Hate crimes and hate incidents can be disturbing for those directly affected, and for the larger community as well. Unfortunately, neither the Town of Westport nor the State of Connecticut are immune from these incidents.
To tackle them head on, The Westport Library will host United Against Hate: Identifying, Reporting and Preventing Hate Crimes, an interactive learning program that will focus on the difference between a hate incident and a hate crime and alert participants on who to contact when an incident occurs — and why reporting is important.
The event will be held in person in the Library’s Trefz Forum on Tuesday, March 28. There will be a reception at 6 pm, followed by the program at 6:30 pm. Registration is required.
“The U.S. Attorney’s office stands with the LGBTQ+ community and anyone in Connecticut threatened by bigotry or hate,” said Vanessa Roberts Avery (pictured above), U.S. attorney for the District of Connecticut and one of the event participants. “As part of our commitment to enforcing federal hate crime laws, we are using the Justice Department’s United Against Hate initiative to bring together community groups, community leaders, and law enforcement to educate, rebuild trust, and strengthen coordination in combatting acts of hate throughout our state.”
In addition to the U.S. Attorney’s Office, United Against Hate is being held in collaboration with Westport PRIDE, the chiefs of police from Westport and Norwalk, and the Connecticut State Police’s recently formed Hate Crimes Unit. It will feature members of law enforcement who understand the importance of reporting and connecting with the community, with the goal of building trust and strengthening coordination in combating acts of hate throughout the state.
“We’re honored to bring this important program to the Library and to team with such esteemed partners to do so,” said Bill Harmer, Westport Library executive director. “We hope that everyone who attends finds this session as enlightening as we do, and we look forward to working with all our patrons and partners to ensure that Westport continues to be an accepting, welcoming community.”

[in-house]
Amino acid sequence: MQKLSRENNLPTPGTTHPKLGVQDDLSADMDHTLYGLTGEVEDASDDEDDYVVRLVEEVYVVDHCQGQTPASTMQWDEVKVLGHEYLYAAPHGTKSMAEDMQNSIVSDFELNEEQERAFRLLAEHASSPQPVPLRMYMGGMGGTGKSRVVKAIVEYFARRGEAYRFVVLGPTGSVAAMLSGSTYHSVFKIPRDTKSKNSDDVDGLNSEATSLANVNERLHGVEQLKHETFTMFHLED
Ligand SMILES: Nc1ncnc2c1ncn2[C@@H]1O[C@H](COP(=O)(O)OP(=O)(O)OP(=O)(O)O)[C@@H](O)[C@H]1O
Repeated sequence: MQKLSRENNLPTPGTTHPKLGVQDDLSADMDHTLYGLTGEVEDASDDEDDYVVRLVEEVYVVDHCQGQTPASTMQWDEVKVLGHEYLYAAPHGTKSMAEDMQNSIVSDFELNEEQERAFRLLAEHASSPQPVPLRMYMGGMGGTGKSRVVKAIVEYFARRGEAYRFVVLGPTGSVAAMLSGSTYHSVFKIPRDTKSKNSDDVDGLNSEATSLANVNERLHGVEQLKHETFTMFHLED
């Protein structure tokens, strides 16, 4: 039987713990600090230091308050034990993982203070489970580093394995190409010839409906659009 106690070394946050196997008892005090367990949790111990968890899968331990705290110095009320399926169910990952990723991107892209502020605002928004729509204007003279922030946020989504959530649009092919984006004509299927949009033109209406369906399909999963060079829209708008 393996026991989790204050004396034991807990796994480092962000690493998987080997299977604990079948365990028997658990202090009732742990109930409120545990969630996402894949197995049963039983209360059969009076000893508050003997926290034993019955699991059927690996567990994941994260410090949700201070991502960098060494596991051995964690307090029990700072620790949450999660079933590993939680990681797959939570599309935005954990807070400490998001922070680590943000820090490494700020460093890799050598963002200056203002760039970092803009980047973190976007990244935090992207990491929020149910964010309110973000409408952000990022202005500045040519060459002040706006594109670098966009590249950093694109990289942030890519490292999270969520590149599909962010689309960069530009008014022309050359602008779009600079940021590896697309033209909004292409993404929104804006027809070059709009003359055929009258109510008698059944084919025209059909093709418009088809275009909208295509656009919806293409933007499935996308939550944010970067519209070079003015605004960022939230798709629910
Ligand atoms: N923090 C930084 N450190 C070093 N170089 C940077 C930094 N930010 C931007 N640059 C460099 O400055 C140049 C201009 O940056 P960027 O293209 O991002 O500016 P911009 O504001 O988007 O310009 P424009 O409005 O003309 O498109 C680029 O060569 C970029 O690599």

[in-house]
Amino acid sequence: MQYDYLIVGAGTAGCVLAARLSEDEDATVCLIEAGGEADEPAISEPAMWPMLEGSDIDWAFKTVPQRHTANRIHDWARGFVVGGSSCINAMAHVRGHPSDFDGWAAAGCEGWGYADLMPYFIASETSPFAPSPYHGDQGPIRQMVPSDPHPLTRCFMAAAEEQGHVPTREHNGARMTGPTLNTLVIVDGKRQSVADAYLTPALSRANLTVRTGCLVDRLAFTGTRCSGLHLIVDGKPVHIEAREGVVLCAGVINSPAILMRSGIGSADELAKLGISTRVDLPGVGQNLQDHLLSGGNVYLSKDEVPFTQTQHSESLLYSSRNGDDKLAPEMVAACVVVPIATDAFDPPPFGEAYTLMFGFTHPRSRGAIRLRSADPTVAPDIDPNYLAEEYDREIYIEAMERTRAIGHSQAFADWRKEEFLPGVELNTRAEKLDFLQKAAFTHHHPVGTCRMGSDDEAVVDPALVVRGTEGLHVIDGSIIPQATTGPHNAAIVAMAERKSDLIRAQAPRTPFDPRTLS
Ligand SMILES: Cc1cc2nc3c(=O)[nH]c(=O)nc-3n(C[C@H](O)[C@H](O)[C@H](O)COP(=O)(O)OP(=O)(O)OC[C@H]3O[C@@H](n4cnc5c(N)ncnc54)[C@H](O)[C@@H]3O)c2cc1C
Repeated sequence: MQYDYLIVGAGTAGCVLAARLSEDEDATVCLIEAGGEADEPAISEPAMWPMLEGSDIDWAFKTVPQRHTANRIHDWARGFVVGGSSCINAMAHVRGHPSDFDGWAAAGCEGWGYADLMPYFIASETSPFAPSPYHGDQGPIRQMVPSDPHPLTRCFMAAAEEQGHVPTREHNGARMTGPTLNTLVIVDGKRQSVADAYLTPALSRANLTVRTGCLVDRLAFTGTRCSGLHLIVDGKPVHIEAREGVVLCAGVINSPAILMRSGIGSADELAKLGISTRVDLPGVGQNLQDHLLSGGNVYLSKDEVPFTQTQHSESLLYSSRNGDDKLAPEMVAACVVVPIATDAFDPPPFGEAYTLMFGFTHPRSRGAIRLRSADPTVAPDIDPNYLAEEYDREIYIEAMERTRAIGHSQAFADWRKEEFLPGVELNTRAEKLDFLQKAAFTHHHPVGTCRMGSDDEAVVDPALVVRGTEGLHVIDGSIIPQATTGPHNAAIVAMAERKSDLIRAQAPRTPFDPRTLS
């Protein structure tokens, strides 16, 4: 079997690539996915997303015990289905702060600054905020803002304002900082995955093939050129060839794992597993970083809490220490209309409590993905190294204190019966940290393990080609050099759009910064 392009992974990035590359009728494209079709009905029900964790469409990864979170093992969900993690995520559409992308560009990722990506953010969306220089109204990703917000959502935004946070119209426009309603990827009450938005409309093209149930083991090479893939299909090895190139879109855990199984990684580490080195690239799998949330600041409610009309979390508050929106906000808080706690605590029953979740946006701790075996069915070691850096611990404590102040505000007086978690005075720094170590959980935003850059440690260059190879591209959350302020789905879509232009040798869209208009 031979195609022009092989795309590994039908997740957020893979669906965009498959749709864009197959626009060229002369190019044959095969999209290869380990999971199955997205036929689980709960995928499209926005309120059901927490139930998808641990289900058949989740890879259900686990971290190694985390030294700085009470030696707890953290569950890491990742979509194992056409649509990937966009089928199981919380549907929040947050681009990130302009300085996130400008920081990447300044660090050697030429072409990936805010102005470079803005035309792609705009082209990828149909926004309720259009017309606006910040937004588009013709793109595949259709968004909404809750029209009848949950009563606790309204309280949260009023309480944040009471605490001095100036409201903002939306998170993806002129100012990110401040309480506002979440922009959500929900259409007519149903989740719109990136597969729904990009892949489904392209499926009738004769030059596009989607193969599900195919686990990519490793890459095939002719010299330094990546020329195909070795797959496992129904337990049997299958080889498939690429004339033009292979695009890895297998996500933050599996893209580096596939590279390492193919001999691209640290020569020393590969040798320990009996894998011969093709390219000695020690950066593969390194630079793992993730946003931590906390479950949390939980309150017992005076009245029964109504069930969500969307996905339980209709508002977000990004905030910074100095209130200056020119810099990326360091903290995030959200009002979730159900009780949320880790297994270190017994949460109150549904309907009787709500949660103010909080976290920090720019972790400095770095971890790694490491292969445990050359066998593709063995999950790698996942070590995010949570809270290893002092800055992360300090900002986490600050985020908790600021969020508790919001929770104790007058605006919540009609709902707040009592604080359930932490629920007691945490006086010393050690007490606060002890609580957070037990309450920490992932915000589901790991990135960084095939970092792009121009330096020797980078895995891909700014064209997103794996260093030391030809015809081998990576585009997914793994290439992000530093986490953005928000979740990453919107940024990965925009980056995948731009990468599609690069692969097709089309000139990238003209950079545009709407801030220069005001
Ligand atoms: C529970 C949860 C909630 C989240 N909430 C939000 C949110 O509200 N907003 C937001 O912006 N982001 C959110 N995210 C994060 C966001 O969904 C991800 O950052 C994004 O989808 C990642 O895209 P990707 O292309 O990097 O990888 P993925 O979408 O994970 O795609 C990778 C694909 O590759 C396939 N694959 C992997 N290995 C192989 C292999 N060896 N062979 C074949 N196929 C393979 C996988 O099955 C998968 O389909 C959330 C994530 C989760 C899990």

United Against Hate: Identifying, Reporting and Preventing Hate Crimes
Tuesday, March 28
6 pm (reception), 6:30 (program)
Trefz Forum, Westport Library (20 Jesup Road, Westport, CT)
Writer Elon Green talks with writer Hugh Ryan about his book, LAST CALL: A True Story of Love, Lust, and Murder in Queer New York.
Told in depth for the first time, LAST CALL is the gripping true crime story of The Last Call Killer, who preyed upon gay men in New York in the ‘80s and ‘90s. Yet because of the sexuality of his victims, the murders at the hands of this notorious serial killer have been almost entirely forgotten. This socially important piece of history is a nuanced testament to the vibrant gay community and the challenges they faced in the post AIDs milieu of early 90s New York City.
If you missed this event, you can watch the recording anytime in our video gallery.
Community Partner: Westport PRIDE
"LAST CALL, Elon Green's stunner of a debut, scaffolds the gripping account of a serial killer stalking the bars and hangouts of early 1990s queer New York over a heartfelt elegy to the lost lives of the murdered men, of a community ravaged by AIDS, and of a city in perpetual ruin and revival. This is a book I will reread again and again and find new and astonishing insights every time."
-Sarah Weinman, award-winning author of THE REAL LOLITA and editor of UNSPEAKABLE ACTS: True Tales of Crime, Murder, Deceit & Obsession
More than impersonal crime reporting, Last Call brings to life the rich and tragic lives of The Last Call Killer’s victims and exposes the system that allowed them to be silenced. Called “astonishing,” “powerful,” and “meticulously
reported” - David Grann (New York Times bestselling author of KILLERS of the FLOWER MOON)
Elon Green has written for The New York Times Magazine, The Atlantic, The New Yorker, and The Columbia Journalism Review, and appears in the anthology Unspeakable Acts: True Tales of Crime, Murder, Deceit & Obsession. He is an editor at Longform.
Hugh Ryan is a writer and curator. His first book, When Brooklyn Was Queer, won a 2020 New York City Book Award and was a New York Times Editors' Choice in 2019, and was a finalist for the Randy Shilts and Lambda Literary Awards. His next book, The Prison on Christopher Street, explores NYC's Women's House of Detention and the queer case for prison abolition. @Hugh_Ryan / hughryan.org
This book is perfect for: